You are also a stylist; does that make your job as a photographer easier or harder?
I’m not a stylist. I’m glad you mentioned this because a lot of people think I am. I love aesthetics and adornment and fashion. I’m actively exploring my style, and even doing a little sewing these days. Having an eye for fashion definitely helps when shooting, though–especially with portraiture. It also really helps to work with dope professionals like Stephanie Blair and Lord Tini 🙂
You are a black female who is also openly queer, how do you think those elements of yourself influence your work?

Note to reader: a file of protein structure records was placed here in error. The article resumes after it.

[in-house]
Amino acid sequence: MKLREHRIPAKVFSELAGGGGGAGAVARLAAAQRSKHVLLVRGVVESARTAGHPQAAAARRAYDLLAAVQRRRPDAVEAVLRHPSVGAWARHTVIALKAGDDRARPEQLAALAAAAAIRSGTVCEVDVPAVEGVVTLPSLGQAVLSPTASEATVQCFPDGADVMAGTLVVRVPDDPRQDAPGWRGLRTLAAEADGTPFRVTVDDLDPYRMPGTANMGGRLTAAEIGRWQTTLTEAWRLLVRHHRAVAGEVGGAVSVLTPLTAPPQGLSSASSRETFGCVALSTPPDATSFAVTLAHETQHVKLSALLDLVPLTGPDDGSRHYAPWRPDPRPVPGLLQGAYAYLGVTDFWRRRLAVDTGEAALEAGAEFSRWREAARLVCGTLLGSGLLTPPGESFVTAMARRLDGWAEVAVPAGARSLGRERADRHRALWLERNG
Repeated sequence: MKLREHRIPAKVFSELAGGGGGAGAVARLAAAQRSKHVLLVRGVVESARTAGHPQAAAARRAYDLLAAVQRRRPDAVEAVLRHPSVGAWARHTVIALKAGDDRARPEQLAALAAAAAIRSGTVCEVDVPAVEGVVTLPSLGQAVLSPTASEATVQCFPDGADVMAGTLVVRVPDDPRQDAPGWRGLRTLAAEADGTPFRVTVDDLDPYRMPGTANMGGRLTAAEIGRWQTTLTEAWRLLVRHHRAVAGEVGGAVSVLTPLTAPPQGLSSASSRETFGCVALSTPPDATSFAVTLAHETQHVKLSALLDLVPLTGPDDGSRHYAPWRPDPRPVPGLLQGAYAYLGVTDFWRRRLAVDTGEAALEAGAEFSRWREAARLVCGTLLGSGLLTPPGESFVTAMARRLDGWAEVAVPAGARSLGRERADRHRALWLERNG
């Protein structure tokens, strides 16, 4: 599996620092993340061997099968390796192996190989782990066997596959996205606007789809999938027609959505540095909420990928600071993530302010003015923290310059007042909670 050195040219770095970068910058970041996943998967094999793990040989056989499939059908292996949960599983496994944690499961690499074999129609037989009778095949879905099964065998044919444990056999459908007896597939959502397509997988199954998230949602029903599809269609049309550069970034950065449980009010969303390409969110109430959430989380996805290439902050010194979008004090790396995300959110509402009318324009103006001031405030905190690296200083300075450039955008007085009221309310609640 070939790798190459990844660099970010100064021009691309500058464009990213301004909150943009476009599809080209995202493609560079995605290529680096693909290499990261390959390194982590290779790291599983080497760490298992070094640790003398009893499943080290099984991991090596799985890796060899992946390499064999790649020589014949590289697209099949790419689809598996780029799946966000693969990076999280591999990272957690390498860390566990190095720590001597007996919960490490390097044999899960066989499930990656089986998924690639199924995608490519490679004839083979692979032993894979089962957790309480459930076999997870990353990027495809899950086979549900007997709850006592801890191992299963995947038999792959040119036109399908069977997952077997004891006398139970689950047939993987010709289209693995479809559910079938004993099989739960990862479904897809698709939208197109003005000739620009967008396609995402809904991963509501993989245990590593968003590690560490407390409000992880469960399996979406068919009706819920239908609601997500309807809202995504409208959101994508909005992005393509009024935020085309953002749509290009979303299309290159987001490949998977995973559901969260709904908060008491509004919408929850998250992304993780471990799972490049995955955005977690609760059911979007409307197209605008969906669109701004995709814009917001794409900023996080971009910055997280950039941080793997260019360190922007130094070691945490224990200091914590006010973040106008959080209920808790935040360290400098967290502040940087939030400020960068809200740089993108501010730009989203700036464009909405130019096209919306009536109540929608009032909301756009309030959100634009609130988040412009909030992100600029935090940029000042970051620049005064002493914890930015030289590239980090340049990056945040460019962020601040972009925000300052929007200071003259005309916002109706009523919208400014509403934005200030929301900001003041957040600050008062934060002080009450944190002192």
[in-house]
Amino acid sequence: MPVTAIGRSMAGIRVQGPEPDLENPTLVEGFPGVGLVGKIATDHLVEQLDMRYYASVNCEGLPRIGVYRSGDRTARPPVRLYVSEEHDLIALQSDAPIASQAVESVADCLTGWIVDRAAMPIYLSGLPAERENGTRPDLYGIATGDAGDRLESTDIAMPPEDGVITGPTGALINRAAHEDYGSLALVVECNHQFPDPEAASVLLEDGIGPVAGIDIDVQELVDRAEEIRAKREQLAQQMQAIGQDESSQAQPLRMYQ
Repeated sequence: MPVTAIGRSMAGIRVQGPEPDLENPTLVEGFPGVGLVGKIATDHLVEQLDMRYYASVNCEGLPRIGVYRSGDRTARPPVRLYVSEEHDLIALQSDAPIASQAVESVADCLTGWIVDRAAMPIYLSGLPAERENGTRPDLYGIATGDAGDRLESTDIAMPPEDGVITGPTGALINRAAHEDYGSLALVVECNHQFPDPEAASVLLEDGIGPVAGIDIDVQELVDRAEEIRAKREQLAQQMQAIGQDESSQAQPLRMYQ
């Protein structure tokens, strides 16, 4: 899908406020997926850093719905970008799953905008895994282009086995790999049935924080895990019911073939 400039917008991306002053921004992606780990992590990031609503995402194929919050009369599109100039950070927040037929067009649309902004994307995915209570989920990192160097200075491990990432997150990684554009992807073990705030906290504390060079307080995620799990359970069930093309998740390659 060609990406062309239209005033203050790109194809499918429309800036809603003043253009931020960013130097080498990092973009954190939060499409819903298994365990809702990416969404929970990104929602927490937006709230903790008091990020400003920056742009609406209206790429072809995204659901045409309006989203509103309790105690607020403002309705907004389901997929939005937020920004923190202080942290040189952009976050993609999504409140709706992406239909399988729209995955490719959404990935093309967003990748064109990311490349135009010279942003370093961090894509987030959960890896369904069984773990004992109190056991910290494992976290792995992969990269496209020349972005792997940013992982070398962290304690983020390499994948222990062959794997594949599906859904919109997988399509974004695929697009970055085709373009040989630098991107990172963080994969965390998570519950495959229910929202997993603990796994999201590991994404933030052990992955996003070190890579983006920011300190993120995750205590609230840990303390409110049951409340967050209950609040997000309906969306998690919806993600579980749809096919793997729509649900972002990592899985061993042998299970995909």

It makes everything about politics, for one–whether I want it to or not. I remember going to an artist talk while I was in undergrad and hearing a white hipster chick who did embroidery in southeast DC say the phrase ‘art for art’s sake’ and mention how she keeps politics out of her work. I was heated. At the time, I thought it was because she didn’t use her work to make a statement and because gentrification was suffocating Chocolate City, and this white girl who landed a funded residency in the hood thought politics had nothing to do with her art. Later I realized I resented her ability to choose, or maybe her agency in choosing. ‘Art for art’s sake’ sounded like a fantasy to me. I never politicized my work. If I’m being honest I never even identified as a lesbian, even though half of campus thought I was. All I ever did was what I wanted to do, and let the pieces fall where they may. But one day I started carrying other people’s pieces…I guess the influence has been how to manage that weight, what it looks like to manage the weight of the world. Continue Reading